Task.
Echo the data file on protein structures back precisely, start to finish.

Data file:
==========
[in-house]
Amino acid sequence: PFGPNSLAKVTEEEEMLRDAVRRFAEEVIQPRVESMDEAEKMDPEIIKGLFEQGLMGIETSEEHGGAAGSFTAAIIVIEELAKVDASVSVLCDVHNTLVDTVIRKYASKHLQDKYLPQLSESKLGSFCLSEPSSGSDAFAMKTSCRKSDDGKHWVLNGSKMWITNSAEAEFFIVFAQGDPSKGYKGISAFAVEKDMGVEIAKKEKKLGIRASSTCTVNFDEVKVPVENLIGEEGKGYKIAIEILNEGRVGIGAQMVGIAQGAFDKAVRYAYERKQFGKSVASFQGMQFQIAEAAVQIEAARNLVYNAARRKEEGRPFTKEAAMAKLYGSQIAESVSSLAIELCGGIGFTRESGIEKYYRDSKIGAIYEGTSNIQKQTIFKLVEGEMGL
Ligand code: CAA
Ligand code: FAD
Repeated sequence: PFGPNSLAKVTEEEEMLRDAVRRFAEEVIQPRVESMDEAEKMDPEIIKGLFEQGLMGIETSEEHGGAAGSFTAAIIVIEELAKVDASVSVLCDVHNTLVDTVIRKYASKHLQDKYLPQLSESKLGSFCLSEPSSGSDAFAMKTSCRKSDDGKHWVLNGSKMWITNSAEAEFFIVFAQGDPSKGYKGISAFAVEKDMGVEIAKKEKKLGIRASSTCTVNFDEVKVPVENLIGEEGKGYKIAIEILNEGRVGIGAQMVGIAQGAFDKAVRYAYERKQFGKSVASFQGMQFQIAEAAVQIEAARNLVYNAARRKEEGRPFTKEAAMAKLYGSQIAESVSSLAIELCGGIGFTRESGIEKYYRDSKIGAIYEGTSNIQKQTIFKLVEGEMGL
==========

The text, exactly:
[in-house]
Amino acid sequence: PFGPNSLAKVTEEEEMLRDAVRRFAEEVIQPRVESMDEAEKMDPEIIKGLFEQGLMGIETSEEHGGAAGSFTAAIIVIEELAKVDASVSVLCDVHNTLVDTVIRKYASKHLQDKYLPQLSESKLGSFCLSEPSSGSDAFAMKTSCRKSDDGKHWVLNGSKMWITNSAEAEFFIVFAQGDPSKGYKGISAFAVEKDMGVEIAKKEKKLGIRASSTCTVNFDEVKVPVENLIGEEGKGYKIAIEILNEGRVGIGAQMVGIAQGAFDKAVRYAYERKQFGKSVASFQGMQFQIAEAAVQIEAARNLVYNAARRKEEGRPFTKEAAMAKLYGSQIAESVSSLAIELCGGIGFTRESGIEKYYRDSKIGAIYEGTSNIQKQTIFKLVEGEMGL
Ligand code: CAA
Ligand code: FAD
Repeated sequence: PFGPNSLAKVTEEEEMLRDAVRRFAEEVIQPRVESMDEAEKMDPEIIKGLFEQGLMGIETSEEHGGAAGSFTAAIIVIEELAKVDASVSVLCDVHNTLVDTVIRKYASKHLQDKYLPQLSESKLGSFCLSEPSSGSDAFAMKTSCRKSDDGKHWVLNGSKMWITNSAEAEFFIVFAQGDPSKGYKGISAFAVEKDMGVEIAKKEKKLGIRASSTCTVNFDEVKVPVENLIGEEGKGYKIAIEILNEGRVGIGAQMVGIAQGAFDKAVRYAYERKQFGKSVASFQGMQFQIAEAAVQIEAARNLVYNAARRKEEGRPFTKEAAMAKLYGSQIAESVSSLAIELCGGIGFTRESGIEKYYRDSKIGAIYEGTSNIQKQTIFKLVEGEMGL